secondhand, even if I am infinitely closer to the source than Liane
will ever be. "Eileen was in the pink of health last time I saw her --
but you should ask her if you want all the facts."

"You're quite right, dear. I'm sure it's all a huge
misunderstanding. One should never listen to gossip."

I've been avoiding Eileen ever since I heard about the
interrogation -- from Jasmine -- but now I feel like a craven fool.
Eileen sits by her phone in her apartment, seeing her clients,
shunned by half the girls she knows -- unaware of the gossip that
grows wilder by the hour.


Finally decided to take Eileen to lunch. "I don't do lunch,"
she said abruptly, and hung up on me. So much for my efforts --
too little too late?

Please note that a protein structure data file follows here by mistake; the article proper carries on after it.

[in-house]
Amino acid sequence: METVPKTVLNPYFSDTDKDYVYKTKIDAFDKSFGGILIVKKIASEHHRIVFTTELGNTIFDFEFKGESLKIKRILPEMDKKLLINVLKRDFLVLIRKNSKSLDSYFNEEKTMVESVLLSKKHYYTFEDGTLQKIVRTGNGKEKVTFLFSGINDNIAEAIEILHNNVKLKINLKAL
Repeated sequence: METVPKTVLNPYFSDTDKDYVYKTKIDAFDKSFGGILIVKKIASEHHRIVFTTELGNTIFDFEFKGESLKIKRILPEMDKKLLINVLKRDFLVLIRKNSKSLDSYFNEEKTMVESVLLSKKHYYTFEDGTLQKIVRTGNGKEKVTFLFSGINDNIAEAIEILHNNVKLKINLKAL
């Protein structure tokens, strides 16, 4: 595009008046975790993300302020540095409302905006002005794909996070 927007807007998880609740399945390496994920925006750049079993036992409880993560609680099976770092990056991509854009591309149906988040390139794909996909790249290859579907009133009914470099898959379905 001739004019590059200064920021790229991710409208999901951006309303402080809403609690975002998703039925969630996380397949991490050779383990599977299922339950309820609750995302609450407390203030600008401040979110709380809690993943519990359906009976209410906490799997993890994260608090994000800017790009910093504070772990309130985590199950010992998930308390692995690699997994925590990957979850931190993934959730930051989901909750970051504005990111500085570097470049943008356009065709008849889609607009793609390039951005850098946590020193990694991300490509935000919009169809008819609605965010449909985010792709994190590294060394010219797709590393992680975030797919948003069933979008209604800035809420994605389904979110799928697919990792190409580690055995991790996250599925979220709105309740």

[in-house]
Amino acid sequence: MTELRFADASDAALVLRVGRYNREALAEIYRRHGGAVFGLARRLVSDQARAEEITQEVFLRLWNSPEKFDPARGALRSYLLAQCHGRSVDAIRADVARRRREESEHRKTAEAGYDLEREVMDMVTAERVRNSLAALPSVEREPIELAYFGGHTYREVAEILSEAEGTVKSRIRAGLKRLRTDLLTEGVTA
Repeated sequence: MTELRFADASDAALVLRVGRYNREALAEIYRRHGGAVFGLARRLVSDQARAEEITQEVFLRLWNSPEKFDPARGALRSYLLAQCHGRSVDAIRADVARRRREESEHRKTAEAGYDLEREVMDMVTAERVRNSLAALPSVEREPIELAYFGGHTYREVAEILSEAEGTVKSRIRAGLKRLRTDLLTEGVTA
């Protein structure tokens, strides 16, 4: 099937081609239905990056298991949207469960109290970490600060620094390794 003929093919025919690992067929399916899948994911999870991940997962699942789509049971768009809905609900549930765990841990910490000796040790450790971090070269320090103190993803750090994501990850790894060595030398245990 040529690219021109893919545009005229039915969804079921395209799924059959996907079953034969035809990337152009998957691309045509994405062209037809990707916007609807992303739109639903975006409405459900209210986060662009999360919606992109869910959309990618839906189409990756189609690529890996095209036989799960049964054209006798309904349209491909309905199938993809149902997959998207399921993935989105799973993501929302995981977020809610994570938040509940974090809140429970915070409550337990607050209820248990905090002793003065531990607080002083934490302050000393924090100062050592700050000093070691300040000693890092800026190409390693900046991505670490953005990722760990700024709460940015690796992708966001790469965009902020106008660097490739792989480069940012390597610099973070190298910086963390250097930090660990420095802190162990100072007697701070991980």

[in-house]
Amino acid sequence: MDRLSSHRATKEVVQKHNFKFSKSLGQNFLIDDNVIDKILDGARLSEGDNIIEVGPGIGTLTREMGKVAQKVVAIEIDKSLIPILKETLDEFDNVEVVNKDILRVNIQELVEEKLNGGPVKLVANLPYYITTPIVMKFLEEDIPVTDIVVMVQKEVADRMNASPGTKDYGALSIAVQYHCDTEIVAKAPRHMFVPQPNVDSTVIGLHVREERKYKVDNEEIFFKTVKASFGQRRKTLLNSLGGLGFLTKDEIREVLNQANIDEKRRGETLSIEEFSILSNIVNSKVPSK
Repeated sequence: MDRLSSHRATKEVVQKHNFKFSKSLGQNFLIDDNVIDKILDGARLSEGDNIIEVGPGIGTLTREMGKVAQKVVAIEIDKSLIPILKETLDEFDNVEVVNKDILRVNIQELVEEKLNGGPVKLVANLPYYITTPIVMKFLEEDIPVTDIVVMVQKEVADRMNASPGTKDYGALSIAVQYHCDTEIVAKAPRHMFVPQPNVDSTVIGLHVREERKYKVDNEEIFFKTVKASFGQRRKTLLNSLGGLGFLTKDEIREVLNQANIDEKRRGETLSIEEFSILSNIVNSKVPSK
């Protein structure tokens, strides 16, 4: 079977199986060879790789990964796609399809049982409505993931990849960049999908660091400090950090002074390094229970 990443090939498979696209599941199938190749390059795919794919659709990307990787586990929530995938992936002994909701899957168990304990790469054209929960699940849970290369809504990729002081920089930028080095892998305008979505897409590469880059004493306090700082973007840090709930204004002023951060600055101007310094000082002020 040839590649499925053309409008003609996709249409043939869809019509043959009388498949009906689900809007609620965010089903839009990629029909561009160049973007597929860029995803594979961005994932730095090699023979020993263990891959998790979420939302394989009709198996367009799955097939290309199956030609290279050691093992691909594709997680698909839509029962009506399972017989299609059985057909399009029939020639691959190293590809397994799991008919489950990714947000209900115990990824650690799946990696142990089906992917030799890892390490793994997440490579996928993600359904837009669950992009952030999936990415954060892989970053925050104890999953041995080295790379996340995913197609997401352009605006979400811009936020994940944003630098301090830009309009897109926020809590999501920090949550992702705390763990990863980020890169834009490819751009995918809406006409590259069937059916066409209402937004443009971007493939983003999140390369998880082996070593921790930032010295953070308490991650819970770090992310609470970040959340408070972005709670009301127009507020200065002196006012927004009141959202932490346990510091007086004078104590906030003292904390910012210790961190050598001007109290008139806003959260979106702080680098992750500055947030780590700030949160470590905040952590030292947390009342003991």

Friday morning, September 10

Today, Eileen relented -- and called back. "I'm sorry I was such a
bitch yesterday -- you don't know what I've been through this
week!" she said. "My last customer leaves around 9 tonight -- and
I'll need a drink by then. Meet me at the Mark? But don't bring
that nosy friend of yours. I wish I'd never said anything to her!"
Jasmine didn't endear herself to Eileen by asking
if she had squealed on the entire Upper East Side to Tom
Winters, the IRS agent.

When I told Matt I would have to cancel dinner tonight, he was
terse. "Look," I pleaded into the phone. "This is something I have
to do. I have a friend who's in trouble and I have to talk to her."